Explain the following lines from Romeo and Juliet from Act II scene 6.Then love-devouring death do what he dare-- It is enough i may but call her mine.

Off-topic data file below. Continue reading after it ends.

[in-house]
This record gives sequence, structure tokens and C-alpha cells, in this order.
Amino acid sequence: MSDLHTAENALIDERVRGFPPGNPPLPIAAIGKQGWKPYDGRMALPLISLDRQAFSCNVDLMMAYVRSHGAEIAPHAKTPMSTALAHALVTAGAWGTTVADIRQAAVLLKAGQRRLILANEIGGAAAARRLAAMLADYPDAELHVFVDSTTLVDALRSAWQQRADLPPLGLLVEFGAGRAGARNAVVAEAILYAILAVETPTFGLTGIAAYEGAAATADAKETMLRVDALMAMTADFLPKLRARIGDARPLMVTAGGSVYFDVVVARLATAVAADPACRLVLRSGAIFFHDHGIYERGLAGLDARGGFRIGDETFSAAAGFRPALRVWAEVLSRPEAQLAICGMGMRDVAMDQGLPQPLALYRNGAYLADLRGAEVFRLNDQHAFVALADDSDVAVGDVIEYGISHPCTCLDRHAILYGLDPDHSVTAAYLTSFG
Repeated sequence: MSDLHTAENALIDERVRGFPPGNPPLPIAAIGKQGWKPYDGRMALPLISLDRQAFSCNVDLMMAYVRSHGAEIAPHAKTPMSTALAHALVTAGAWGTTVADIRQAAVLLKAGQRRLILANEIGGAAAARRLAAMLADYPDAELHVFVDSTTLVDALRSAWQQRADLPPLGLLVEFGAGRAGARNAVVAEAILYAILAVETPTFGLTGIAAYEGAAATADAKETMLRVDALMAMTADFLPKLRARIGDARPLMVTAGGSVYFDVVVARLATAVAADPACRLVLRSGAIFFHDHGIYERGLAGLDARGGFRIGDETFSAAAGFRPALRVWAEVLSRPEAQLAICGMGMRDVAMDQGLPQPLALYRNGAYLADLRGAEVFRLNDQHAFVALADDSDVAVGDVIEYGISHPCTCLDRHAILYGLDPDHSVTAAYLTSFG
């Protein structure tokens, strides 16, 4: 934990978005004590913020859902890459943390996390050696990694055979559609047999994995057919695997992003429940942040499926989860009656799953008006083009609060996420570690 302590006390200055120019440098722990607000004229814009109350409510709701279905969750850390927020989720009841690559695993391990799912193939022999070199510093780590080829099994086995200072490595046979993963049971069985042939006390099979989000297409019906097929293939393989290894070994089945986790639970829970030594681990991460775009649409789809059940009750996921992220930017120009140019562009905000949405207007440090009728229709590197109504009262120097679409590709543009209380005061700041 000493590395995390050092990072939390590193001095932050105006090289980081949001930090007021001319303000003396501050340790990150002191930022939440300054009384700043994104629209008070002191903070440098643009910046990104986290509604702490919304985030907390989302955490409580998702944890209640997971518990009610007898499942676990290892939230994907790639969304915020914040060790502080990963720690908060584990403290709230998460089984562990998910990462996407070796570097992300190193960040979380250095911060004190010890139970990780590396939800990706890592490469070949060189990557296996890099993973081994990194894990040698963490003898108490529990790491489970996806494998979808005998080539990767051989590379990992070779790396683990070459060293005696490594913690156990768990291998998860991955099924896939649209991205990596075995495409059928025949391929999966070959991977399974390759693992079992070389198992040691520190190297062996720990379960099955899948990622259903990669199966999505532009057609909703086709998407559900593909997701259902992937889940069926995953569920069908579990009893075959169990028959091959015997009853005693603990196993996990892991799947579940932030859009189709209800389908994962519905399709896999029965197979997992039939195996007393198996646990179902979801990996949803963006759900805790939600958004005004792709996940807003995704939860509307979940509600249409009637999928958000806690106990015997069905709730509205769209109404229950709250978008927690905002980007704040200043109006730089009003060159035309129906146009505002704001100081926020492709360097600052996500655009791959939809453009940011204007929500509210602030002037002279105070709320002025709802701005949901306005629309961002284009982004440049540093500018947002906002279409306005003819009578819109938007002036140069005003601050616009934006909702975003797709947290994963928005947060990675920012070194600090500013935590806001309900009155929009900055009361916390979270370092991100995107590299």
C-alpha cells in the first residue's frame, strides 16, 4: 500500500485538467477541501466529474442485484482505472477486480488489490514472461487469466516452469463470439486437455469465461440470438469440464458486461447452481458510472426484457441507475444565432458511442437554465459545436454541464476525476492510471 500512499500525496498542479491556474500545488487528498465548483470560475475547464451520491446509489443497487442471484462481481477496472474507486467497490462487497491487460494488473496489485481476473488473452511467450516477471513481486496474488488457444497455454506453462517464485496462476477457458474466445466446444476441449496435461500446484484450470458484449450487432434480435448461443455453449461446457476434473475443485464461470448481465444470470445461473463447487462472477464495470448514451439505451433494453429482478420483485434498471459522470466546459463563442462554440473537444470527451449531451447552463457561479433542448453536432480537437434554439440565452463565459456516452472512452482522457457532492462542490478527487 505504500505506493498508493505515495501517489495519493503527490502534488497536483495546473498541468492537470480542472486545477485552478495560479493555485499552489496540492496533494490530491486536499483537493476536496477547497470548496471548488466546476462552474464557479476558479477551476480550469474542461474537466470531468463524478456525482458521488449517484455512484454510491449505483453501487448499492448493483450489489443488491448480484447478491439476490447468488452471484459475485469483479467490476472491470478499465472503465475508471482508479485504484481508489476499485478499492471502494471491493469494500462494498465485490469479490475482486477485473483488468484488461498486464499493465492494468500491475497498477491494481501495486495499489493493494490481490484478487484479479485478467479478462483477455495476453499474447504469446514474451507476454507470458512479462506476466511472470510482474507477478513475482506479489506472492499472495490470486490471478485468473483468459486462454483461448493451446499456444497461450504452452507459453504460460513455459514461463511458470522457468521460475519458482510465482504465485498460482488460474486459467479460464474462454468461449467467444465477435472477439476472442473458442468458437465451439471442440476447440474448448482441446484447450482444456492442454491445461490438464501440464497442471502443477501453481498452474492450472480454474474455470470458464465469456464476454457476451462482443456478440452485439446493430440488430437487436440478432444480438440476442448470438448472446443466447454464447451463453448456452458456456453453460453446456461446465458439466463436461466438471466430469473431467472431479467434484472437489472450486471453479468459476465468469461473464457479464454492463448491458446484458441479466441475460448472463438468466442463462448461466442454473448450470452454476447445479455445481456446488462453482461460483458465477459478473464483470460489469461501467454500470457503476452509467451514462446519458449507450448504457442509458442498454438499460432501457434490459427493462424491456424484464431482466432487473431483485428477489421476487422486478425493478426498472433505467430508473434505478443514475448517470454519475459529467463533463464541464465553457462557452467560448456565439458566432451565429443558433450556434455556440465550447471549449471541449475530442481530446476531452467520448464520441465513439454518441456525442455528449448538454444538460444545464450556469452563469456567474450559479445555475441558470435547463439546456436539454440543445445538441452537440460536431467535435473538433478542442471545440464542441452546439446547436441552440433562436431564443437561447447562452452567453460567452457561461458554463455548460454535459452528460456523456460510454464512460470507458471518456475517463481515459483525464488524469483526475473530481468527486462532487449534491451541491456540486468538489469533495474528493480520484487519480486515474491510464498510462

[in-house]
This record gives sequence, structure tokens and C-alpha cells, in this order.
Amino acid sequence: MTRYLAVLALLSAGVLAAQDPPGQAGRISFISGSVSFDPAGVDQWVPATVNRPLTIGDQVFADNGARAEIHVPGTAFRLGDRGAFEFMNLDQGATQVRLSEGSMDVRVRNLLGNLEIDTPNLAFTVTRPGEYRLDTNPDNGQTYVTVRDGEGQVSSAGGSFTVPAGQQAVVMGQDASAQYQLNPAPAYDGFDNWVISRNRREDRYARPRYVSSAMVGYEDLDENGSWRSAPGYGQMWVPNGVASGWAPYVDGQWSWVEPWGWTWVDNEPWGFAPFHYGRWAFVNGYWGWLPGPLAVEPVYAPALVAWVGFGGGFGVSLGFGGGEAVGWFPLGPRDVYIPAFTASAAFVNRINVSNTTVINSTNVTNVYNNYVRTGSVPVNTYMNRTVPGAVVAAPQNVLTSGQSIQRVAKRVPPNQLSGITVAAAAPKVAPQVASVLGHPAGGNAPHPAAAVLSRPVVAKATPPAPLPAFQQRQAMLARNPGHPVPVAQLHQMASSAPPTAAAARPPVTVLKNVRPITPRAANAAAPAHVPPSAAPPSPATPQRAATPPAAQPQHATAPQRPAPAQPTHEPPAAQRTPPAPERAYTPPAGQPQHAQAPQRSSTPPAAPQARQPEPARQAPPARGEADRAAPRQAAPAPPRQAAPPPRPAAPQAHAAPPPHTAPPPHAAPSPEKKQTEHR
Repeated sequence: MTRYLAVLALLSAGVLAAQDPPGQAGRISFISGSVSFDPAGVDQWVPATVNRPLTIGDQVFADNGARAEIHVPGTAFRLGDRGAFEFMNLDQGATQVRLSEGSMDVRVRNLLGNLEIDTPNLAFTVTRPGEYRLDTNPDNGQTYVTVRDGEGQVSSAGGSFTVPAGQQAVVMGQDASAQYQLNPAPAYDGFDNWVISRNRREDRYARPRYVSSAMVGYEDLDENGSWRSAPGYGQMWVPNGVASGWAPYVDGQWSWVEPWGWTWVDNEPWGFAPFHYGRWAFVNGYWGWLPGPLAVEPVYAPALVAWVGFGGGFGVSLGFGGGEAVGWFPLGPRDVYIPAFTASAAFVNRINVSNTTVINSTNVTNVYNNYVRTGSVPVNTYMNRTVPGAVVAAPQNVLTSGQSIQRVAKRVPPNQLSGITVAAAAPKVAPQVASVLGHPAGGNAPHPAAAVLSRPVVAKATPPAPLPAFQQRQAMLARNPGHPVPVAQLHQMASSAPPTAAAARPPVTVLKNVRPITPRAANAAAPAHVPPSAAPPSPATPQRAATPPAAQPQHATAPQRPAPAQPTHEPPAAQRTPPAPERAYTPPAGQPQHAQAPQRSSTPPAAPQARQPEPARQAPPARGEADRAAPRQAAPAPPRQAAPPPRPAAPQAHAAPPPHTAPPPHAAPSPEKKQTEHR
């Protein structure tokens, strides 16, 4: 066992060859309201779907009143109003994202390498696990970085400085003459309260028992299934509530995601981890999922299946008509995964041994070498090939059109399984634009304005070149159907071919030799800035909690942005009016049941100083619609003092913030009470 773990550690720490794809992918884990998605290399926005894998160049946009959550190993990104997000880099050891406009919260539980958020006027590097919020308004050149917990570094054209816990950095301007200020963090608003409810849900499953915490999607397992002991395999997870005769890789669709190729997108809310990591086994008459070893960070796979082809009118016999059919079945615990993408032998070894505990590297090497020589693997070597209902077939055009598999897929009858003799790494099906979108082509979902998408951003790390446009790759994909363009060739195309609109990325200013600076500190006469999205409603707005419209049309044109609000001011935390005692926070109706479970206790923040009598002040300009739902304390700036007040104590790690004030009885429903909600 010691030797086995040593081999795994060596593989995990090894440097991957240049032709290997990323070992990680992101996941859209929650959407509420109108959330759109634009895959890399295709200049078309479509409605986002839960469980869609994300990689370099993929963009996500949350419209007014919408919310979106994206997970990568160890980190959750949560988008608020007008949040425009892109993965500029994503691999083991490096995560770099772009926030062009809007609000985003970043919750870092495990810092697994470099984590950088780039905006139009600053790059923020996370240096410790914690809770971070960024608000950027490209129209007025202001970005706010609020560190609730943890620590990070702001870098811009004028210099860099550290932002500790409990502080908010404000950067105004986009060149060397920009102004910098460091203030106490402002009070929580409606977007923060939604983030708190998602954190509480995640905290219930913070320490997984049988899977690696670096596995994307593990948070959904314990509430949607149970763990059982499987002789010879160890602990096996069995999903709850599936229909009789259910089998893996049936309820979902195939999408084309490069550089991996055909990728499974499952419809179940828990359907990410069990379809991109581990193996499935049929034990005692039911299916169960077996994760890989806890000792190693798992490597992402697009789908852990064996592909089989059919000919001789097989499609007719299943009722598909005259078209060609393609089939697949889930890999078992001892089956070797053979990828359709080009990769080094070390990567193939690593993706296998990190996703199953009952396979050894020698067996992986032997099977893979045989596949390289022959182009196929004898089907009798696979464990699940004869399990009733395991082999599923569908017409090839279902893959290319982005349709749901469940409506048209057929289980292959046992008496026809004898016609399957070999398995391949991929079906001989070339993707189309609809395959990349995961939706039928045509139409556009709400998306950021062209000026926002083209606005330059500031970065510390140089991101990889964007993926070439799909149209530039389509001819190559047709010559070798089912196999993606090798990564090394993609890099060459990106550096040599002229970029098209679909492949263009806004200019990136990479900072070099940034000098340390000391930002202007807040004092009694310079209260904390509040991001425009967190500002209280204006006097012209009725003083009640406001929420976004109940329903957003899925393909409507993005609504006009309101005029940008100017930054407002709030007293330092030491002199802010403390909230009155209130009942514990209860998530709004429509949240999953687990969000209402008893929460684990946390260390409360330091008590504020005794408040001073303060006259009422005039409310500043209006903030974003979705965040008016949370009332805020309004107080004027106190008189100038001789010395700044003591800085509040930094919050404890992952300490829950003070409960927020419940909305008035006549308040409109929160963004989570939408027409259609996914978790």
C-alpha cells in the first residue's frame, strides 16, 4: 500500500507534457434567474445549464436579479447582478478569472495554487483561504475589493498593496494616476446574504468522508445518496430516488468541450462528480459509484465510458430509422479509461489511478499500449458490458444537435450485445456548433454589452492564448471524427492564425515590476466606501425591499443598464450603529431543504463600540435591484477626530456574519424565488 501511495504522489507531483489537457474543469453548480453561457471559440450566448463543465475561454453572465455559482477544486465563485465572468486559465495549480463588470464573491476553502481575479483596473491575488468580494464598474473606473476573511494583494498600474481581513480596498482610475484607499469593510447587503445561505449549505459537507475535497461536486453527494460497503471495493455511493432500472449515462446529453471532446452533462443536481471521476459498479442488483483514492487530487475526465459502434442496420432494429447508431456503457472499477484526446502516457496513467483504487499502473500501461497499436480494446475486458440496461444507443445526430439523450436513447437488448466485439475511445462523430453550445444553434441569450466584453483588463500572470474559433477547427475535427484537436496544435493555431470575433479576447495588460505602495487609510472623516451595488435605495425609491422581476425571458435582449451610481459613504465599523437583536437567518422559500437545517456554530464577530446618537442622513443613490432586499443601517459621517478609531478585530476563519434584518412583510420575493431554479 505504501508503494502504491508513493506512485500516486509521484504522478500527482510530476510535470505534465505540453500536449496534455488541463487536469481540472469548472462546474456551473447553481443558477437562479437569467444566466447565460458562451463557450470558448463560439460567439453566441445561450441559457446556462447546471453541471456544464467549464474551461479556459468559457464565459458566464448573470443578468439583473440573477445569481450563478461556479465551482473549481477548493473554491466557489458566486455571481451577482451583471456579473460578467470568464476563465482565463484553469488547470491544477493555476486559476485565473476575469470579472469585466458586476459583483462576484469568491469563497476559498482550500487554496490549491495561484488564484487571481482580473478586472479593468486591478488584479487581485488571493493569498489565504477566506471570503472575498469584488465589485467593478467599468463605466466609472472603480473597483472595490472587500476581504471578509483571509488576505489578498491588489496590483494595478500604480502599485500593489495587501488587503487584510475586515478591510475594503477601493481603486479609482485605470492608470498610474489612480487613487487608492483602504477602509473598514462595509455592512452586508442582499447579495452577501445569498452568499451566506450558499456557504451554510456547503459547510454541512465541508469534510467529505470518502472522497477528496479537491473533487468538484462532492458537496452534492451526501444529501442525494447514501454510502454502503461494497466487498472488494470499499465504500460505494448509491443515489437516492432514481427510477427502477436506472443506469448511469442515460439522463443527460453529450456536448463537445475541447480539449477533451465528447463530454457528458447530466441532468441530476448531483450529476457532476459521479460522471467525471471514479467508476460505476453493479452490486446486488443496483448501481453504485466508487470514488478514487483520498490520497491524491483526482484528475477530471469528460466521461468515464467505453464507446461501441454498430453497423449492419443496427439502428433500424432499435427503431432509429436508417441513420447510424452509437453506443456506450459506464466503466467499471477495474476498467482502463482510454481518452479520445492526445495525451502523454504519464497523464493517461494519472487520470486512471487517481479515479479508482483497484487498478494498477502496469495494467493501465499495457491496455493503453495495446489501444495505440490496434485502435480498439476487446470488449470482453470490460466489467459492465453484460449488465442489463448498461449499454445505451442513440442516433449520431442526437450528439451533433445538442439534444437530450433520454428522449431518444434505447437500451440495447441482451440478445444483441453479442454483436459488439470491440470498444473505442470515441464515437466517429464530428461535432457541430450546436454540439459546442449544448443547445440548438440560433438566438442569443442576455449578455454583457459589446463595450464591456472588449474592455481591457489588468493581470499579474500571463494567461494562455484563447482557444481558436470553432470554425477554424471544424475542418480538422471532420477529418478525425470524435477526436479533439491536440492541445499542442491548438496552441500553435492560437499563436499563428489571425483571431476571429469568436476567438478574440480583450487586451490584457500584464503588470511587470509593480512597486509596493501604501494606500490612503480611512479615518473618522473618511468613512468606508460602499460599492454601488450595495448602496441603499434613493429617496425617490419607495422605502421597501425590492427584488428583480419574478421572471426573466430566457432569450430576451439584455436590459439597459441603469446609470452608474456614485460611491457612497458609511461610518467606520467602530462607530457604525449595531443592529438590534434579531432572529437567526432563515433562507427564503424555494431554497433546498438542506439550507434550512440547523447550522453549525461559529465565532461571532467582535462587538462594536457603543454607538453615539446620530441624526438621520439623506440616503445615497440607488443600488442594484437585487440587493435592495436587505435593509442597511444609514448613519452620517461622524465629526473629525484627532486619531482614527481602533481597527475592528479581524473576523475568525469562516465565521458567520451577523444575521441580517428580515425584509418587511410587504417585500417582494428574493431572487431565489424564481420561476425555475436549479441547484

These lines are said by Romeo to the Friar in this scene, which immediately precedes the secret marriage of the two lovers. What is important to realise about this quote is the way that Romeo openly seems to challenge the forces of fate, destiny and death to do what they dare in the face of his love for Juliet. Note how he says that the force of death, which he describes as being "love-devouring," can "do what he dare." For Romeo, it is "enough" to be married to Juliet and to be able to call her his. This quote therefore reminds us of the key theme of fate and destinty whilst also foreshadowing the death of the two young lovers. Romeo, whilst defying the power of death, also seems to recognise its strength and potency, and this quote therefore seems to point towards an early end to the marriage of these two lovers whilst also recognising the way in which the play suggests that there is some kind of force of destiny at work. Trying to resist, defy, or cheat fate, as Romeo and Juliet attempt, is doomed to failure.